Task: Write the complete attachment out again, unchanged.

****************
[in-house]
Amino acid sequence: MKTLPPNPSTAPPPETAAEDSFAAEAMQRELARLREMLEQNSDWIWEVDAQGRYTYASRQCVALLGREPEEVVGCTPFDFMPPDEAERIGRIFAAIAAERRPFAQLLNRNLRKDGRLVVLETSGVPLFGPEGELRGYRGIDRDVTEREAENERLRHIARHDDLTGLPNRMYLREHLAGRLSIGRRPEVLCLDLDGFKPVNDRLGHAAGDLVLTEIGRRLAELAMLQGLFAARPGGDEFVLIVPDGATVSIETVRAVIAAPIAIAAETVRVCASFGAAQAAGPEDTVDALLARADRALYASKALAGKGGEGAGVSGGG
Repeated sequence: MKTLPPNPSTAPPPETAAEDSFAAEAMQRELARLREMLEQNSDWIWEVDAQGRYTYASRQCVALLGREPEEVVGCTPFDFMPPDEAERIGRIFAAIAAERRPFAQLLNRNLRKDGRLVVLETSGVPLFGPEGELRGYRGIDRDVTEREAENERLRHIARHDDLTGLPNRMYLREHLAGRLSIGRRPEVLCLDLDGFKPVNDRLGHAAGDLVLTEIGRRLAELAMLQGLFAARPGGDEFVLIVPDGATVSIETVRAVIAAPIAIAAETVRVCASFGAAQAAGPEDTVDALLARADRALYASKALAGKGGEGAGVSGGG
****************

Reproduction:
[in-house]
Amino acid sequence: MKTLPPNPSTAPPPETAAEDSFAAEAMQRELARLREMLEQNSDWIWEVDAQGRYTYASRQCVALLGREPEEVVGCTPFDFMPPDEAERIGRIFAAIAAERRPFAQLLNRNLRKDGRLVVLETSGVPLFGPEGELRGYRGIDRDVTEREAENERLRHIARHDDLTGLPNRMYLREHLAGRLSIGRRPEVLCLDLDGFKPVNDRLGHAAGDLVLTEIGRRLAELAMLQGLFAARPGGDEFVLIVPDGATVSIETVRAVIAAPIAIAAETVRVCASFGAAQAAGPEDTVDALLARADRALYASKALAGKGGEGAGVSGGG
Repeated sequence: MKTLPPNPSTAPPPETAAEDSFAAEAMQRELARLREMLEQNSDWIWEVDAQGRYTYASRQCVALLGREPEEVVGCTPFDFMPPDEAERIGRIFAAIAAERRPFAQLLNRNLRKDGRLVVLETSGVPLFGPEGELRGYRGIDRDVTEREAENERLRHIARHDDLTGLPNRMYLREHLAGRLSIGRRPEVLCLDLDGFKPVNDRLGHAAGDLVLTEIGRRLAELAMLQGLFAARPGGDEFVLIVPDGATVSIETVRAVIAAPIAIAAETVRVCASFGAAQAAGPEDTVDALLARADRALYASKALAGKGGEGAGVSGGG